By: Nick Stirsman
Starbucks’ #RaceTogether campaign may have had good intentions but that was not enough to stop it from backfiring horribly. The idea for the campaign undoubtedly came to fruition at a time where racial tensions in the US are the highest they have been in recent history. The idea of the campaign is that Starbucks would encourage its baristas to write “Race Together” on the coffee cups before giving them to the customer. This was in an effort to inspire their customers to discuss race in the wake of the police shooting in Ferguson. Instead of inspiring conversations about race, Starbucks found one of the most efficient ways to piss off countless customers.
Who could have possibly thought this was a good idea? Well apparently this is not the first time CEO Howard Schultz has involved Starbucks in a heated issue. The CEO disagreed that race was too heated of a topic to discuss while trying to get a cup of coffee. The idea was born after the shooting in Ferguson, Missouri. Schultz met with around 2,000 employees who resided in cities with high levels of racial tension. The idea was born, and Schultz has claimed that no employees are required to engage in these conversations, only encouraged.
It probably was not smart to assume that people would be able to have a meaningful conversation about race in the time it takes to order a cup of coffee.
The idea for the campaign was (supposed to be) simple. Starbucks employees would right the words “Race Together” on the cup of coffee before giving it to a customer in an effort to stir up a conversation about race. The hashtag #RaceTogether also existed in case customers wanted to continue the conversation after they left the stores because obviously race is a complex issue.
#RaceTogether is a clear cut example of a social fail. Starbucks claimed that they knew this would be a difficult conversation. If the response the twitter community had to the campaign is anything to go off of it’s apparent that this was more difficult than expected. Twitter users and Starbucks customers alike were outraged at the idea that Starbucks believed a meaningful conversation could be had while ordering coffee.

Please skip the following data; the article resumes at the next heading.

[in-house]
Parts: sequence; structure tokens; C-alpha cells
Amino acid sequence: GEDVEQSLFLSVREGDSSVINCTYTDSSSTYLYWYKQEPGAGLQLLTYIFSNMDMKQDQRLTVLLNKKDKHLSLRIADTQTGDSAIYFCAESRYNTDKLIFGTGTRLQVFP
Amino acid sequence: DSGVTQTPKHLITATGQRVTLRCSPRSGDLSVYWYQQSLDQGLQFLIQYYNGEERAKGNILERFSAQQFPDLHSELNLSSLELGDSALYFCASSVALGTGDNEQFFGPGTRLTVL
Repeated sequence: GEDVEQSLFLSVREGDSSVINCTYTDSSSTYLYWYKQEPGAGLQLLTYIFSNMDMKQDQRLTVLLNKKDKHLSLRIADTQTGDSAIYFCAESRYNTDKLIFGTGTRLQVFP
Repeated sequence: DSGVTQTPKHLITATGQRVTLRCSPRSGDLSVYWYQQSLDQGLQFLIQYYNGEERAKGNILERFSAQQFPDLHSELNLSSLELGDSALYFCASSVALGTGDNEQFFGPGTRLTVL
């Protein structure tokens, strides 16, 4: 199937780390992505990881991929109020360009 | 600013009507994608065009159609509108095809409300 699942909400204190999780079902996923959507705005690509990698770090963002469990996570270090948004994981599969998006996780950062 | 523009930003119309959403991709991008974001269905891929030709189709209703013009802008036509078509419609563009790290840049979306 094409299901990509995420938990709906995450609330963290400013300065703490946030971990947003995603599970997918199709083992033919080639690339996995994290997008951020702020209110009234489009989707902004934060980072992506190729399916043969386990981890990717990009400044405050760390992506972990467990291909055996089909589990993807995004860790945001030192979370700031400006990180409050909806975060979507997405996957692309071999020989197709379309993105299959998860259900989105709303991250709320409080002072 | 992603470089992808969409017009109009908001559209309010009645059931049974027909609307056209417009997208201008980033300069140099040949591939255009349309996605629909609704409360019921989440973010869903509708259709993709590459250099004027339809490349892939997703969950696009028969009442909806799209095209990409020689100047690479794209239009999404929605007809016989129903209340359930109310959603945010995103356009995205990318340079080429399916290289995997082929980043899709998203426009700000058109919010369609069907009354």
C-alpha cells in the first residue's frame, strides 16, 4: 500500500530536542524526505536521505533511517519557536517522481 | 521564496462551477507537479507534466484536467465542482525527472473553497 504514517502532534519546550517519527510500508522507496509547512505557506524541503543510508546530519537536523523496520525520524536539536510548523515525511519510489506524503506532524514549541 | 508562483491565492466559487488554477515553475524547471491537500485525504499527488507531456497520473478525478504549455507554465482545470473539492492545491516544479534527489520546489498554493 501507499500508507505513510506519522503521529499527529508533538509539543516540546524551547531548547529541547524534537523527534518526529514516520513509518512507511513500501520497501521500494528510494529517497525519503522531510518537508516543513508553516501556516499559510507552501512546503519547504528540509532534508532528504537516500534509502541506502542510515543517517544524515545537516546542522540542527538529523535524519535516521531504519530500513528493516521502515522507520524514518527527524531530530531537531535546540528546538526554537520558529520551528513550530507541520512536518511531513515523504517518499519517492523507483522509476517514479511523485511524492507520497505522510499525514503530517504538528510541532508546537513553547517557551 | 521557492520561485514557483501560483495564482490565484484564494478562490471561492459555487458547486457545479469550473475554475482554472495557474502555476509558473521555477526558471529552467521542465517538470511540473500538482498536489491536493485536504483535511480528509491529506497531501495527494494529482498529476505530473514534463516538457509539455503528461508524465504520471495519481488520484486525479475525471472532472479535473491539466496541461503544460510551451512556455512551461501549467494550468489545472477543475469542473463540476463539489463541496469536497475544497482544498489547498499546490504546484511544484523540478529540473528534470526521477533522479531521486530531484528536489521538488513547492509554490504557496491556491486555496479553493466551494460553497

It was ignorant for Starbucks to think that this campaign could possibly reduce racial tensions in the United States. The first mistake they made was believing that this issue could be remedied in the time it takes the average customer to grab a cup of coffee in the morning. It is impossible to envision a scenario where this campaign could achieve its goal of having meaningful conversations about race. That is because most people go to Starbucks and spend very little time there. The average customer walks in, orders their drink, and leaves. This is a quick process, and in this time Starbucks hoped to accomplish something that takes much more time to do. The only way to make this campaign better is by doing it outside of their stores where time is not as much of a factor. It is ambitious for Starbucks to try and be an advocate for social justice, but sometimes you need to take a step back and realize when you are not advancing your cause.
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